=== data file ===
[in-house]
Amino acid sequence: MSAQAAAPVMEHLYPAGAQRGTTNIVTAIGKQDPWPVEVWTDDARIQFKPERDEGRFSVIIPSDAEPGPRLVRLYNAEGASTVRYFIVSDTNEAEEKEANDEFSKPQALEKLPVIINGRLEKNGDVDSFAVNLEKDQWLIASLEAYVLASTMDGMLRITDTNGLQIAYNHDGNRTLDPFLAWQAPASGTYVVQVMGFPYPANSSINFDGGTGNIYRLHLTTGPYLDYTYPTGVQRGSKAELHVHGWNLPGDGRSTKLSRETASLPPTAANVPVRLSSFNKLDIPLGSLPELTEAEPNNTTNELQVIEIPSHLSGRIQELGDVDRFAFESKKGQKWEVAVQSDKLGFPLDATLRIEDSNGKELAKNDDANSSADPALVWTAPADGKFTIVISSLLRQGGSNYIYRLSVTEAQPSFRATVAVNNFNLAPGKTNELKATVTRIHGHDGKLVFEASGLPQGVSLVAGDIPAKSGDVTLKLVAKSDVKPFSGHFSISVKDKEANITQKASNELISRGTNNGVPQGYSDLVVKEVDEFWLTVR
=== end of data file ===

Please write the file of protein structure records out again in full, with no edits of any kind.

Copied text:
[in-house]
Amino acid sequence: MSAQAAAPVMEHLYPAGAQRGTTNIVTAIGKQDPWPVEVWTDDARIQFKPERDEGRFSVIIPSDAEPGPRLVRLYNAEGASTVRYFIVSDTNEAEEKEANDEFSKPQALEKLPVIINGRLEKNGDVDSFAVNLEKDQWLIASLEAYVLASTMDGMLRITDTNGLQIAYNHDGNRTLDPFLAWQAPASGTYVVQVMGFPYPANSSINFDGGTGNIYRLHLTTGPYLDYTYPTGVQRGSKAELHVHGWNLPGDGRSTKLSRETASLPPTAANVPVRLSSFNKLDIPLGSLPELTEAEPNNTTNELQVIEIPSHLSGRIQELGDVDRFAFESKKGQKWEVAVQSDKLGFPLDATLRIEDSNGKELAKNDDANSSADPALVWTAPADGKFTIVISSLLRQGGSNYIYRLSVTEAQPSFRATVAVNNFNLAPGKTNELKATVTRIHGHDGKLVFEASGLPQGVSLVAGDIPAKSGDVTLKLVAKSDVKPFSGHFSISVKDKEANITQKASNELISRGTNNGVPQGYSDLVVKEVDEFWLTVR